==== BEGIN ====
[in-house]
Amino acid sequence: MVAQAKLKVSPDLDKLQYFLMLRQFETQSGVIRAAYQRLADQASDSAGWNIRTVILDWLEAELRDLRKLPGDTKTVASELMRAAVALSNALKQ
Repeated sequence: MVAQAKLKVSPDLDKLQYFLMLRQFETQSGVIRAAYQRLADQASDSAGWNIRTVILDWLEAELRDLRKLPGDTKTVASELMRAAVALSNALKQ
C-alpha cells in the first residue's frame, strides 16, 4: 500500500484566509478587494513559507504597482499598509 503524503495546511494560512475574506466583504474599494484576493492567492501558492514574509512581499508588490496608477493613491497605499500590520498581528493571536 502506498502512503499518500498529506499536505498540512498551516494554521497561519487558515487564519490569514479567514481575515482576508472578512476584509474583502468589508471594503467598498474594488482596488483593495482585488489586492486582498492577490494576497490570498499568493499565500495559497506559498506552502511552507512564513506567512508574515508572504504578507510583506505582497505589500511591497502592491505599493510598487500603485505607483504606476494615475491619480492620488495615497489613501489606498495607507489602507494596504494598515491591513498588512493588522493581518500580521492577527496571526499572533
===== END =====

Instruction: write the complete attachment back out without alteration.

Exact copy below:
[in-house]
Amino acid sequence: MVAQAKLKVSPDLDKLQYFLMLRQFETQSGVIRAAYQRLADQASDSAGWNIRTVILDWLEAELRDLRKLPGDTKTVASELMRAAVALSNALKQ
Repeated sequence: MVAQAKLKVSPDLDKLQYFLMLRQFETQSGVIRAAYQRLADQASDSAGWNIRTVILDWLEAELRDLRKLPGDTKTVASELMRAAVALSNALKQ
C-alpha cells in the first residue's frame, strides 16, 4: 500500500484566509478587494513559507504597482499598509 503524503495546511494560512475574506466583504474599494484576493492567492501558492514574509512581499508588490496608477493613491497605499500590520498581528493571536 502506498502512503499518500498529506499536505498540512498551516494554521497561519487558515487564519490569514479567514481575515482576508472578512476584509474583502468589508471594503467598498474594488482596488483593495482585488489586492486582498492577490494576497490570498499568493499565500495559497506559498506552502511552507512564513506567512508574515508572504504578507510583506505582497505589500511591497502592491505599493510598487500603485505607483504606476494615475491619480492620488495615497489613501489606498495607507489602507494596504494598515491591513498588512493588522493581518500580521492577527496571526499572533